Ammunition loaded up and fired by the media, the Kerry campaign's infantry.

Gibson observed: "Overall, the Kerry people are hoping, it seems, to eventually, because they've sort of floundered for a response to this swift boat issue, but they, I gather now, are hoping they can begin to turn this issue against the President."
Stephanopoulos confirmed: "And create a backlash, and they're driven by the conviction that if people believe that President Bush and his team is behind this, they'll get very angry for bringing up Vietnam 30 years later. But they also know, Charlie, that this has caused, tarnished Senator Kerry a little bit and they have to reassure them on John Kerry's record, and that's what Senator Kerry was doing last night....But Charlie, the campaign is going to go on the offensive today. They're actually sending Max Cleland, another Vietnam War veteran disabled in the war, they're sending him to Crawford, Texas, to hand deliver a letter to President Bush asking him, 'Will you denounce these ads once and for all?'"
Gibson: "Mmmm. It's interesting, John Kerry says we've got to stop talking about this issue of Vietnam, because it was so many years ago, we need to talk about the issues of today, and yet he keeps talking about it."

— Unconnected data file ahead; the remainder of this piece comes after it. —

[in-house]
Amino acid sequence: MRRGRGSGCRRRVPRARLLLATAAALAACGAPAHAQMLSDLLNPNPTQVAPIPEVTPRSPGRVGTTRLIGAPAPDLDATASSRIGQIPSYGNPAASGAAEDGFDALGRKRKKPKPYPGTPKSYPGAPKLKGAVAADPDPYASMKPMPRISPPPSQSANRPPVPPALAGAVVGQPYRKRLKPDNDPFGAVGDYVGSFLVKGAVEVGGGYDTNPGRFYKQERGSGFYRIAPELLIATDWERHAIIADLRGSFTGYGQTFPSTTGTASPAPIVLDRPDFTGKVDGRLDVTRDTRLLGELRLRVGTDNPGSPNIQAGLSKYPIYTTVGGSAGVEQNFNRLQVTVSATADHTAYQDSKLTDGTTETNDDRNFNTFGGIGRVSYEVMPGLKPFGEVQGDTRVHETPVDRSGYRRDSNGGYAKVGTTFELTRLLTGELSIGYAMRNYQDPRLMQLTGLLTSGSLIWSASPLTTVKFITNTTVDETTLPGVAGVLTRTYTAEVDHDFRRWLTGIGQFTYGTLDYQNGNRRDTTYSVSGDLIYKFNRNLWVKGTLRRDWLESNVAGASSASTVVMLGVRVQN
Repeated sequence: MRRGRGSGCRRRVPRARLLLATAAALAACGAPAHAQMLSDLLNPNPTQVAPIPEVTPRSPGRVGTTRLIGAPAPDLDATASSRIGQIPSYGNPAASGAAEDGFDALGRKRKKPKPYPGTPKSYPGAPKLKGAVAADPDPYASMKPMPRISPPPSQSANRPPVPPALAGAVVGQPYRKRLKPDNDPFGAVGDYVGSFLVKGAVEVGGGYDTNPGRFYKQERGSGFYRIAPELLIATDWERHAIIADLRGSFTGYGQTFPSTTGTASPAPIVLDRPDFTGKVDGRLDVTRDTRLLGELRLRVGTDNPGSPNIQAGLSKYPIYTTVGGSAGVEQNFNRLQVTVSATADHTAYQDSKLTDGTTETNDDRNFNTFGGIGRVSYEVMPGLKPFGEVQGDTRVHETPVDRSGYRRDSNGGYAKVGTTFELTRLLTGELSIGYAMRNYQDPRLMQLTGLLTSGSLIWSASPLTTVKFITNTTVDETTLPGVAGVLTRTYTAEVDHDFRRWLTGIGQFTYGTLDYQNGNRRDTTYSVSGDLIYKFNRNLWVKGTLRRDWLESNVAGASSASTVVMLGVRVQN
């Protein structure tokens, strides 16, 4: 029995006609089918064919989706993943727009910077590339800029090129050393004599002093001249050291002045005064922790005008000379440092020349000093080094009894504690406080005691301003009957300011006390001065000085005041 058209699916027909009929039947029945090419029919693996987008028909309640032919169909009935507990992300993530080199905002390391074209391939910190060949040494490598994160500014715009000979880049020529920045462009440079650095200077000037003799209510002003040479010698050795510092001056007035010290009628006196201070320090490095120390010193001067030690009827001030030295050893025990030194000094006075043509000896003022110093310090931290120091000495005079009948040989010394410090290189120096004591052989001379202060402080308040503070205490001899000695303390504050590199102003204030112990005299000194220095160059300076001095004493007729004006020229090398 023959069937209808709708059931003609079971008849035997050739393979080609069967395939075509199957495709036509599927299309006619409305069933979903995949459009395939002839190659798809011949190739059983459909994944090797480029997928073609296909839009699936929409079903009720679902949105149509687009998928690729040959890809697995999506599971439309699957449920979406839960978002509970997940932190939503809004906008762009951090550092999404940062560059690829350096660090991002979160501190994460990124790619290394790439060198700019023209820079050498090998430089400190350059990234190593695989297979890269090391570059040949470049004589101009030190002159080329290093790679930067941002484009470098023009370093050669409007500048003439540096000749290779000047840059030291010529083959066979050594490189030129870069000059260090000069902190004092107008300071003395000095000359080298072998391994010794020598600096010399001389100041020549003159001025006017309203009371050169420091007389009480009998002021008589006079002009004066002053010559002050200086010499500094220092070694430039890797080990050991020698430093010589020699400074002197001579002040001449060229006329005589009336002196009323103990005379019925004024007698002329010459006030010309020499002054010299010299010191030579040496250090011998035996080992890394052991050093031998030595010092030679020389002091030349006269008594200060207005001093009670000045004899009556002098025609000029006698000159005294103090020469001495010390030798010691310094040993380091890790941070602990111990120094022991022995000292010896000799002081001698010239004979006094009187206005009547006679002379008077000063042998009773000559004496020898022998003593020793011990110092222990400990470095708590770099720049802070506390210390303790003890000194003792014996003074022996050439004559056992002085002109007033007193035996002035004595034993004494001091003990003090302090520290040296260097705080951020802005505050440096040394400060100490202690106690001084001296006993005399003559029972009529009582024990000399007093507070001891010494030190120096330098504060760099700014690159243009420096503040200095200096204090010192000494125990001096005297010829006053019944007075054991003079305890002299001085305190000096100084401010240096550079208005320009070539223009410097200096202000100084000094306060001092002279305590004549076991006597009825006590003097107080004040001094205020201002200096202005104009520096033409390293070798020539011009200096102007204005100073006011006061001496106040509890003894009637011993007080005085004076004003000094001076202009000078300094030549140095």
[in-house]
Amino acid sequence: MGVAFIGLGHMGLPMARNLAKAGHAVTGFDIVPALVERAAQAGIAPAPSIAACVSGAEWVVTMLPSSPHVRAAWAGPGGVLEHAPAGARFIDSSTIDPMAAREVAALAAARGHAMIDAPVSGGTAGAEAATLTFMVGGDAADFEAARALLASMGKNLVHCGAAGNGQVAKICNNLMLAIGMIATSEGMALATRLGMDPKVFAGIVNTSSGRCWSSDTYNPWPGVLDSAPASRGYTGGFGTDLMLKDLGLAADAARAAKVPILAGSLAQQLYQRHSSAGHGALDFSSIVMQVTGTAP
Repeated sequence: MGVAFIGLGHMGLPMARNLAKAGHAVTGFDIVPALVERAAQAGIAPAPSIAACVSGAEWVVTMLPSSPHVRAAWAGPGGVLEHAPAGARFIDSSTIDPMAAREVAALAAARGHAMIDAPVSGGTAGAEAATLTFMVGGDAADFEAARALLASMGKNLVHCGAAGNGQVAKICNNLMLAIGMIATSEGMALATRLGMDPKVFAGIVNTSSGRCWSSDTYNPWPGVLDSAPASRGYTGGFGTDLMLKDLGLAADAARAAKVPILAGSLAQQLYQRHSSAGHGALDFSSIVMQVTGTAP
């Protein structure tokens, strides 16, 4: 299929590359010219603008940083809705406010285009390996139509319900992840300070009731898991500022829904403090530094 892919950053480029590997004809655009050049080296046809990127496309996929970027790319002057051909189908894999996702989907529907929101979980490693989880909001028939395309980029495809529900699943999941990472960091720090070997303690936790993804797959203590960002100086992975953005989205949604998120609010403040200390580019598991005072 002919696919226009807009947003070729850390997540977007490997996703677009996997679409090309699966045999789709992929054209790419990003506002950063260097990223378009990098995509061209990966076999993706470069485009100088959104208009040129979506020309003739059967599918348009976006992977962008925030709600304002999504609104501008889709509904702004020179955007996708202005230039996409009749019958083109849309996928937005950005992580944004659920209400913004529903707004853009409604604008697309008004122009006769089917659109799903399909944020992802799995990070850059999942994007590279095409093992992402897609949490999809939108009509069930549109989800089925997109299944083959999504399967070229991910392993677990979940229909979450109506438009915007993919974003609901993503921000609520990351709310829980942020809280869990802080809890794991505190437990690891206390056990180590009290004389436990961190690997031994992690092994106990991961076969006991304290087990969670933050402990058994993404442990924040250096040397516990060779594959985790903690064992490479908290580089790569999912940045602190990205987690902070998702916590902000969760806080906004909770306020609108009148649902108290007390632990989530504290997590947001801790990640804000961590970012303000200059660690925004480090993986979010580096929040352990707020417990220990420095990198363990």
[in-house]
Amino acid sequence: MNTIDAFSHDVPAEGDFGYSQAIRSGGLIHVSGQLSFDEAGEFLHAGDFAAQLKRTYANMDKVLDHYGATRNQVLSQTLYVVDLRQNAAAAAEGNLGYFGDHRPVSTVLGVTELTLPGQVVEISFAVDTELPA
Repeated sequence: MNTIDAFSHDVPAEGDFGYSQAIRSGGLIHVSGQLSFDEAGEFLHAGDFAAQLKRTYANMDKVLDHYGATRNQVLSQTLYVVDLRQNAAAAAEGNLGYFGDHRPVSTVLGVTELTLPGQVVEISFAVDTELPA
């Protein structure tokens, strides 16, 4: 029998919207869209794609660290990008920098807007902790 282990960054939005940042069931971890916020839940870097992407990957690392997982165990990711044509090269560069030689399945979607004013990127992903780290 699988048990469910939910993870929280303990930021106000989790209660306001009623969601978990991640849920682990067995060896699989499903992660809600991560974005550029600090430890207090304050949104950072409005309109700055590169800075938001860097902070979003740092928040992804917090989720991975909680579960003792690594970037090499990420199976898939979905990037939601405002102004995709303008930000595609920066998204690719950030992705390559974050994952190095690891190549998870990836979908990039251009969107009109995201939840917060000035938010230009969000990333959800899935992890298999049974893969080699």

Stephanopoulos: "Because he feels, I think, he's afraid this is going to catch on. He's afraid people are going to believe these veterans and they also do hope that if they stay on it and establish these connections to President Bush, they can create a backlash."

Now, a full rundown of the Cleland/Ginsburg stories on the broadcast network evening newscasts on Wednesday night, August 25, all corrected against the closed-captioning by the MRC's Brad Wilmouth:

-- ABC's World News Tonight led with the plane crashes in Russia, but anchor Charles Gibson teased: "Damage control: A top lawyer for the Bush campaign resigns. He worked for the Swift Boat Veterans. Tonight, 'A Closer Look' at so-called independent groups that are tied to the campaigns."

Gibson set up the subsequent story: "And now to the presidential race. Today, a very high-profile resignation from the Bush campaign. Election lawyer Benjamin Ginsberg stepped down after acknowledging that he had been quietly advising the Swift Boat Veterans. That's the group that's caused such a stir by questioning Senator Kerry's Navy record and his anti-war activism. ABC's Terry Moran is with the President in Texas tonight. Terry?"

Moran began from Crawford: "Charlie, this latest twist in the Swift Boat Vets saga has thrown the Bush team on the defensive. Benjamin Ginsberg has been a central figure in George W. Bush's political machine for five years, serving as his chief outside counsel and playing a lead role in the Florida recount in 2000."